In context: Being the richest person in the world, Elon Musk is often an interesting figure to the US government, especially since SpaceX provides Starlink services and equipment to Ukraine. Last week, he reported that officials in the Biden administration were discussing whether some of his business ventures should be subject to national security assessments, but the White House has denied these claims.
According to Bloomberg, US officials were concerned about Musk’s actions in recent weeks, especially his claim that SpaceX could not continue to supply and support Starlink in Ukraine.
Musk said that supporting Ukraine by providing it with Starlink services so it can continue to use the internet in the face of Russian aggression has cost the company $80 million so far, with the amount expected to drop by the end of the year. will exceed $100 million. He said SpaceX must create, launch, maintain and supplement satellites and ground stations, and pay telcos to access the Internet through gateways, all of which cost nearly $20 million a month. Musk also noted that the terminals have data usage that is 100x greater than that of typical households.
Days after complaining that the government would have to pay part or all of SpaceX’s bill in Ukraine, Musk returned and confirmed that the company would fund Starlink in the country “indefinitely.”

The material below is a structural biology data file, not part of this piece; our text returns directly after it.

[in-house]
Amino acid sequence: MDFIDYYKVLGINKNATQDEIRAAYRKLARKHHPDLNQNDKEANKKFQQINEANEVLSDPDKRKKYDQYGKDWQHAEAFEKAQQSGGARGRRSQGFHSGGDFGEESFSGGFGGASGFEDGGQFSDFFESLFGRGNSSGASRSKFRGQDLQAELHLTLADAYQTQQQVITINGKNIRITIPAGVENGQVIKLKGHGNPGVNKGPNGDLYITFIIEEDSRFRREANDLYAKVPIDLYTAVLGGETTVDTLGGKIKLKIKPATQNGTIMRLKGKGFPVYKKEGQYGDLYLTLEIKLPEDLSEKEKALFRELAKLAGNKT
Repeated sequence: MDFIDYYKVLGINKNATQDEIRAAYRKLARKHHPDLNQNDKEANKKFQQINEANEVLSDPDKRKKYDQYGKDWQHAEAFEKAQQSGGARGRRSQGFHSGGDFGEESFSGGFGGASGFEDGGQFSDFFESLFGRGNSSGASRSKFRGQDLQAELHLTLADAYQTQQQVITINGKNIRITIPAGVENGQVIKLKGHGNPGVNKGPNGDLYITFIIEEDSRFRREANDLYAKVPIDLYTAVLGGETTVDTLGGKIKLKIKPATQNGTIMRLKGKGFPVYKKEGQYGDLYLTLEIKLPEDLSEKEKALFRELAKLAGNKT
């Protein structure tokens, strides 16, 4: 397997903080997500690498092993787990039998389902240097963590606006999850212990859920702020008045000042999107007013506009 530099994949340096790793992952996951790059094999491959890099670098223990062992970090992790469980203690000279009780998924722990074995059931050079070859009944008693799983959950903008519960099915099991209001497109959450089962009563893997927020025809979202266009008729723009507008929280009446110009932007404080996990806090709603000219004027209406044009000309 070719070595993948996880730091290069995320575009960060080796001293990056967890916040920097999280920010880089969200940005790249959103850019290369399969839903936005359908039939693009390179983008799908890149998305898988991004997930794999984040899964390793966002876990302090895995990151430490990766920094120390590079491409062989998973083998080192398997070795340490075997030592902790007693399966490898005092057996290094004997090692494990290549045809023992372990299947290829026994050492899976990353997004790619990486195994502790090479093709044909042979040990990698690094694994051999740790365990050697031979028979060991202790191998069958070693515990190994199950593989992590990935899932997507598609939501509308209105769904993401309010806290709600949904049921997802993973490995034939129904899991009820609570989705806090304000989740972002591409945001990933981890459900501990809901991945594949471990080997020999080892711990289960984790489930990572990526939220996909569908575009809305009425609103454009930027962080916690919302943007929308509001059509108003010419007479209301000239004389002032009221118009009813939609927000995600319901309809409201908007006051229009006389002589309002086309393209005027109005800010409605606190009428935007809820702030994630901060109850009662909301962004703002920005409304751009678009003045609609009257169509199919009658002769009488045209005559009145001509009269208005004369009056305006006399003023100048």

The US was also reportedly concerned about Musk’s apparent pro-Russian stance. He tweeted a poll asking his 107+ million followers if they agreed with his peace plan that saw Crimea become an official part of Russia while Ukraine remained neutral. It drew much criticism from politicians and even from Ukrainian President Volodymyr Zelensky. Musk also had to deny reports that he had discussed the prospect of using nuclear weapons in Ukraine with Vladimir Putin.
Then there’s the Twitter saga. The US government’s objection would be less about the owner of the platform and more about the foreign investors helping fund the deal. They include Prince Alwaleed bin Talal of Saudi Arabia, Binance Holdings (founded and run by a Chinese citizen), and Qatar’s state wealth fund. Bloomberg writes that the Committee on Foreign Investment in the United States (CFIUS) could investigate the Twitter deal on national security risks.
Now, however, the White House has said reports of national security investigations being conducted on Musk’s business ventures were simply “not true.”
“Those reports aren’t true. So we’ll leave it at that. The national security assessment — that’s not true,” White House press secretary Karine Jean-Pierre said (via CNET) when asked about the reports.
Elsewhere, Twitter recently responded to reports that Musk plans to cut 75% of his workforce when he takes control. It gave a rather non-committal response: “We have no confirmation of the buyer’s plans after close and recommend not following any rumors or leaked documents, but rather waiting for the facts from us and the buyer directly.”